Active Release and Graston Technique are both soft tissue therapies, but they are performed differently.
What is ART?
The Active Release Technique (ART) was developed by P. Michael Leahy, DC, CCSP. It is a “soft tissue system/movement based massage technique” that can treat a variety of problems in the nerves, fascia, tendons, ligaments, and muscles. Overused muscles can cause pain from pulls, tears, and micro-trauma, leading to scar tissue, which prevents muscles from moving freely and traps nerves. Range of motion issues, weakness, tingling, and numbness can also result. ART could be a helpful therapy to treat knee problems, tennis elbow, back pain, carpal tunnel syndrome, shin splints, shoulder pain, plantar fasciitis, sciatica, and headaches. During an ART session, the practitioner can feel tightness, texture, and movement. The patient is directed to move in certain ways, while the ART is performed.1
What is GT?
The Graston Technique (GT) treats tissue and skeletal muscle disorders as well. Instead of using their hands, practitioners utilize special stainless steel tools to palpate and “resolve adhesions in the muscles and tendons”.2 It also can treat scar tissue and assist with range of motion. The instruments “comb over and ‘catch’ on fibrotic tissue”, with the idea that scar tissue will be broken up. There may be discomfort and bruising after GT. After treatment, patients would stretch and use ice.3 Graston Technique can treat tendonopathies (i.e., tennis elbow), fascial syndromes (i.e., plantar fasciitis), myofascial pain (i.e., headaches), sprains, and strains. Patients will also learn special exercises to coincide with their GT treatment.4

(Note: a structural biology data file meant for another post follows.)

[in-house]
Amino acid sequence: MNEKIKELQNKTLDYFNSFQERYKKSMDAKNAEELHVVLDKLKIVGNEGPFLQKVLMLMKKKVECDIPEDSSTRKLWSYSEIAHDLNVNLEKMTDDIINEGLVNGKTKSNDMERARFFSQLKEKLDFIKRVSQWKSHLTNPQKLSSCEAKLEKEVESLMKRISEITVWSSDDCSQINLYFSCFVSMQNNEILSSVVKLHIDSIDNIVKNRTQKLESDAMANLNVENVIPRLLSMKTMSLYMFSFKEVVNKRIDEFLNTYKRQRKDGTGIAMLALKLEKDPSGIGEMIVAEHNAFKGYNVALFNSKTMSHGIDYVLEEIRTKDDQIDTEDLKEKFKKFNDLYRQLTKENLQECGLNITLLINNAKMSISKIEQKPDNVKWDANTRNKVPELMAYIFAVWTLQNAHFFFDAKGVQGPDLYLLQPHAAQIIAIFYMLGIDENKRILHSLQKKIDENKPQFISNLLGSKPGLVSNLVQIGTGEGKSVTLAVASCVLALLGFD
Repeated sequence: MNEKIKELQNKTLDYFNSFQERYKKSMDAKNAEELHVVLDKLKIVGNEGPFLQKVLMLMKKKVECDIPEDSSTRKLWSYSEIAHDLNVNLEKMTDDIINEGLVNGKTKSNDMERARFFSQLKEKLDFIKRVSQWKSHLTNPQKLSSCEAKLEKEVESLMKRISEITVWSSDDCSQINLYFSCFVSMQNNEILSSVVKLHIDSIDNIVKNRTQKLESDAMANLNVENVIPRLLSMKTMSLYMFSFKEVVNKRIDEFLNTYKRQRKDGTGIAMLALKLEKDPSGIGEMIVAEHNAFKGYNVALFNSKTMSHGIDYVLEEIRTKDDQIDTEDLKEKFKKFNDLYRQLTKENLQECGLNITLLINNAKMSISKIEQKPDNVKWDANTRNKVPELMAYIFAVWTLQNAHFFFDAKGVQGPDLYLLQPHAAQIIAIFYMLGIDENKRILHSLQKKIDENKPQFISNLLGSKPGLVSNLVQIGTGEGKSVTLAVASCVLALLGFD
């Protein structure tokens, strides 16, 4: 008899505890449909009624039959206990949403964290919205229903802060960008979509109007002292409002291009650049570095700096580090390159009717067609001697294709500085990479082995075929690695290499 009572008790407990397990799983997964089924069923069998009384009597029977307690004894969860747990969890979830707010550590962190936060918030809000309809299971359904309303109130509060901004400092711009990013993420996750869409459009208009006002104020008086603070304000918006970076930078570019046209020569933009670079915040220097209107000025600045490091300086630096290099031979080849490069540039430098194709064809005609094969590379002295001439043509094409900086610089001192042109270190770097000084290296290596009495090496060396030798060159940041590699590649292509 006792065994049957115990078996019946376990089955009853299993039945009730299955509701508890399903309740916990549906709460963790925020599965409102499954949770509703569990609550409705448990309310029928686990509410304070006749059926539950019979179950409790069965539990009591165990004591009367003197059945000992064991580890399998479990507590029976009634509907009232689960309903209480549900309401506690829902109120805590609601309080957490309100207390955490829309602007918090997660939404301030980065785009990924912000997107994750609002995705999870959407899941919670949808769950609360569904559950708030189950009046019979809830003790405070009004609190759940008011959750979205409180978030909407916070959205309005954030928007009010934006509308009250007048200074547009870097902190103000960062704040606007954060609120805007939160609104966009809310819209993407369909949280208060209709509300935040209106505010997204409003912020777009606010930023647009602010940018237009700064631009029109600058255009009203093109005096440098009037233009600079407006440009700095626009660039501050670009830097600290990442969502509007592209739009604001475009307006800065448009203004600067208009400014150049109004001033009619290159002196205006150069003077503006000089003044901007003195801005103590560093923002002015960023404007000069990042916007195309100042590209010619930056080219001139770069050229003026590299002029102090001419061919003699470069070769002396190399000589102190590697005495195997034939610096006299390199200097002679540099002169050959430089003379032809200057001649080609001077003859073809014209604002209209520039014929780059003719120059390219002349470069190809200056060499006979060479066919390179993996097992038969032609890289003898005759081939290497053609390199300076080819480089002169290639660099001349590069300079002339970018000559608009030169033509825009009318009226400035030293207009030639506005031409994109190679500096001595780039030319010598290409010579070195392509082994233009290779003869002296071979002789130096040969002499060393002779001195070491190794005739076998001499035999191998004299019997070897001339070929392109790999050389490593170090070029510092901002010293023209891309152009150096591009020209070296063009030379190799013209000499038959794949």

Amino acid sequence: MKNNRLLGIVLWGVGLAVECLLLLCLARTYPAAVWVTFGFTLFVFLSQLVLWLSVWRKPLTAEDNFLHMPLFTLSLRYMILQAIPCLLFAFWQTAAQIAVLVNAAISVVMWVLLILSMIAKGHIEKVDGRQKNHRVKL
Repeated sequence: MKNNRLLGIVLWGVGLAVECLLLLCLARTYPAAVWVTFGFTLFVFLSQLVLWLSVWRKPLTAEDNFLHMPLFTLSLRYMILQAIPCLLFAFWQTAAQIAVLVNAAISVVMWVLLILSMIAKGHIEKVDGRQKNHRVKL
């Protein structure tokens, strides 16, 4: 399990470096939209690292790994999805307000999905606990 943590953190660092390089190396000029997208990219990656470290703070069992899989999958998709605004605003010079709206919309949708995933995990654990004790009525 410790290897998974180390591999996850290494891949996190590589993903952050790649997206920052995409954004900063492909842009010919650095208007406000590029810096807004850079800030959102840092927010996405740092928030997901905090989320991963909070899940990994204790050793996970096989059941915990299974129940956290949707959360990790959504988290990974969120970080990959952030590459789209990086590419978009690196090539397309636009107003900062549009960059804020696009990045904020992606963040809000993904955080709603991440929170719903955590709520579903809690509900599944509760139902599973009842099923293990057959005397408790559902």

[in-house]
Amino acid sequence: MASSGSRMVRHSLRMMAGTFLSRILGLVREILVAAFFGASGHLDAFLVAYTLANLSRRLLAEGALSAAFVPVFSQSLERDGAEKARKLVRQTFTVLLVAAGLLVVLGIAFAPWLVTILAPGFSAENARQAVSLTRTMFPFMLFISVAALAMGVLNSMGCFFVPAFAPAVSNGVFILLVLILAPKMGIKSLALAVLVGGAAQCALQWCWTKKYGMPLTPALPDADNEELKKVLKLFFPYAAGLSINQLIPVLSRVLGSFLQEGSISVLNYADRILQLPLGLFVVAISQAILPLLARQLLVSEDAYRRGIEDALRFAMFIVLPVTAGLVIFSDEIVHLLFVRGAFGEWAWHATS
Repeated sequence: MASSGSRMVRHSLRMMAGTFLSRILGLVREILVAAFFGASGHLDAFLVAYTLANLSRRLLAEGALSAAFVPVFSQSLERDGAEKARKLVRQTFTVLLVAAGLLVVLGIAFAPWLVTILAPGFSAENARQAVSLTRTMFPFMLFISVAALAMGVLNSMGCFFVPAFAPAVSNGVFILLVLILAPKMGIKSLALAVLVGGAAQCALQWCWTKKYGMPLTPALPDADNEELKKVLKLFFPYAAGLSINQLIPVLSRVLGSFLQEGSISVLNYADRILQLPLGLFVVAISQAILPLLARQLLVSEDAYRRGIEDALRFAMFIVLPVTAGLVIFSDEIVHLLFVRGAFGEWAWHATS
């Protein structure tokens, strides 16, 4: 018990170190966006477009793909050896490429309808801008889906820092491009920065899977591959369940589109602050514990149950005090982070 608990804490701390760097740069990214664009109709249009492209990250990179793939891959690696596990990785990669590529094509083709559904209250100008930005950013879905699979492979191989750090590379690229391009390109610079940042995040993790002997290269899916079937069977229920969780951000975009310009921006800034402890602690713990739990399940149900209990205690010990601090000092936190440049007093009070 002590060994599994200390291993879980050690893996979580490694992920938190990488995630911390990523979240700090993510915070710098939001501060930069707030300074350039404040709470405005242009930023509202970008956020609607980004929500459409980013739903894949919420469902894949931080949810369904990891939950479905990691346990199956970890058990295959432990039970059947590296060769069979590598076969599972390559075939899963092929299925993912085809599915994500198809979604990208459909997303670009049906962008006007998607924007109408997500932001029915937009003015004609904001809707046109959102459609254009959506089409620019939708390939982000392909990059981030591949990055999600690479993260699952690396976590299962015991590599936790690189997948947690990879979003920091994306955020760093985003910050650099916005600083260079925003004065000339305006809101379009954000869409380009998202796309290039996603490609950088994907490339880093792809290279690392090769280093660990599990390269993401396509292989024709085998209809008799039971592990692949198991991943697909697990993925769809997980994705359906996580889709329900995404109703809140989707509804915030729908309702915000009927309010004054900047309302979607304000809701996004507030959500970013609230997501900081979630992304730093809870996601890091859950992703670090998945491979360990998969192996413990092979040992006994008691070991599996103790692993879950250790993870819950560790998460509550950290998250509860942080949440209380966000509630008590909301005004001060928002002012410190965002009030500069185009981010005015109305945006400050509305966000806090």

Choosing GT or ART
From a practitioner standpoint, Active Release Technique can lead to sore hands and thumbs. The Graston Technique, using instruments with a special lubricant, aims to avoid this issue; however, practitioners may tend to grip harder on slippery instruments. Both techniques require special training. Either ART or GT can be performed in chiropractic offices. Some chiropractors employ both methods, as they can complement each other. Neither technique provides the complete solution, as both methods will still require the patient to comply with “strengthening and flexibility training” and to avoid the “injury inducing task”. Many chiropractors now regularly perform both joint manipulation and soft tissue manipulation (STM) in their practices. Practitioners can choose the additional training they need and whether or not they want to purchase instruments. By adding STM to the practice, chiropractors can expand their services and treat a wider variety of patients. Some may wish to learn ART first, since no additional instrumentation is required.5